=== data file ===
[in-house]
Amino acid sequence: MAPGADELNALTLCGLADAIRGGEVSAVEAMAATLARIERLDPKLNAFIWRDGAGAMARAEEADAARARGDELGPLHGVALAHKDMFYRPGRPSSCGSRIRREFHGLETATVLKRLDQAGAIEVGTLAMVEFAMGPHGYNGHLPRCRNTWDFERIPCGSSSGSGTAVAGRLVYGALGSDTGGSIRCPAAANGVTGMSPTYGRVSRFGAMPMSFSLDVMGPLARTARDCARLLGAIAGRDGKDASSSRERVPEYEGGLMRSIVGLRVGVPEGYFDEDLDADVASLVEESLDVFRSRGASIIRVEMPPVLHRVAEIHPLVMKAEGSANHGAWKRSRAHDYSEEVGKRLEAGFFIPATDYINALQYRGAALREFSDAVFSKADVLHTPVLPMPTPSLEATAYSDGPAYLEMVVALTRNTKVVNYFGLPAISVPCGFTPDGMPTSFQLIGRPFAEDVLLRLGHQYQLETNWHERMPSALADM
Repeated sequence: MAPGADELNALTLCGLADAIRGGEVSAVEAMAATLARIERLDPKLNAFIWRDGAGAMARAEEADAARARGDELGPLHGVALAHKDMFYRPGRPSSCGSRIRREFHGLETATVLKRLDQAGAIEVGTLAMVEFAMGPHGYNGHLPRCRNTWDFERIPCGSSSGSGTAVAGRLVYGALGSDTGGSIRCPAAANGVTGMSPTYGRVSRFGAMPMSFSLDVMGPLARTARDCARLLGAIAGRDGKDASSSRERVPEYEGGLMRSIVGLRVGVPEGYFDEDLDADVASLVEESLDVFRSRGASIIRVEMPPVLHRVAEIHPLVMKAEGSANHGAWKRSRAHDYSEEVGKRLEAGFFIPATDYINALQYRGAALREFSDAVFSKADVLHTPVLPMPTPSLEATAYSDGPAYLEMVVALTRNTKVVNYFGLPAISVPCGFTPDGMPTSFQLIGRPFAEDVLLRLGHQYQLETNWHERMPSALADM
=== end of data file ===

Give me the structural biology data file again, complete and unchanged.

[in-house]
Amino acid sequence: MAPGADELNALTLCGLADAIRGGEVSAVEAMAATLARIERLDPKLNAFIWRDGAGAMARAEEADAARARGDELGPLHGVALAHKDMFYRPGRPSSCGSRIRREFHGLETATVLKRLDQAGAIEVGTLAMVEFAMGPHGYNGHLPRCRNTWDFERIPCGSSSGSGTAVAGRLVYGALGSDTGGSIRCPAAANGVTGMSPTYGRVSRFGAMPMSFSLDVMGPLARTARDCARLLGAIAGRDGKDASSSRERVPEYEGGLMRSIVGLRVGVPEGYFDEDLDADVASLVEESLDVFRSRGASIIRVEMPPVLHRVAEIHPLVMKAEGSANHGAWKRSRAHDYSEEVGKRLEAGFFIPATDYINALQYRGAALREFSDAVFSKADVLHTPVLPMPTPSLEATAYSDGPAYLEMVVALTRNTKVVNYFGLPAISVPCGFTPDGMPTSFQLIGRPFAEDVLLRLGHQYQLETNWHERMPSALADM
Repeated sequence: MAPGADELNALTLCGLADAIRGGEVSAVEAMAATLARIERLDPKLNAFIWRDGAGAMARAEEADAARARGDELGPLHGVALAHKDMFYRPGRPSSCGSRIRREFHGLETATVLKRLDQAGAIEVGTLAMVEFAMGPHGYNGHLPRCRNTWDFERIPCGSSSGSGTAVAGRLVYGALGSDTGGSIRCPAAANGVTGMSPTYGRVSRFGAMPMSFSLDVMGPLARTARDCARLLGAIAGRDGKDASSSRERVPEYEGGLMRSIVGLRVGVPEGYFDEDLDADVASLVEESLDVFRSRGASIIRVEMPPVLHRVAEIHPLVMKAEGSANHGAWKRSRAHDYSEEVGKRLEAGFFIPATDYINALQYRGAALREFSDAVFSKADVLHTPVLPMPTPSLEATAYSDGPAYLEMVVALTRNTKVVNYFGLPAISVPCGFTPDGMPTSFQLIGRPFAEDVLLRLGHQYQLETNWHERMPSALADM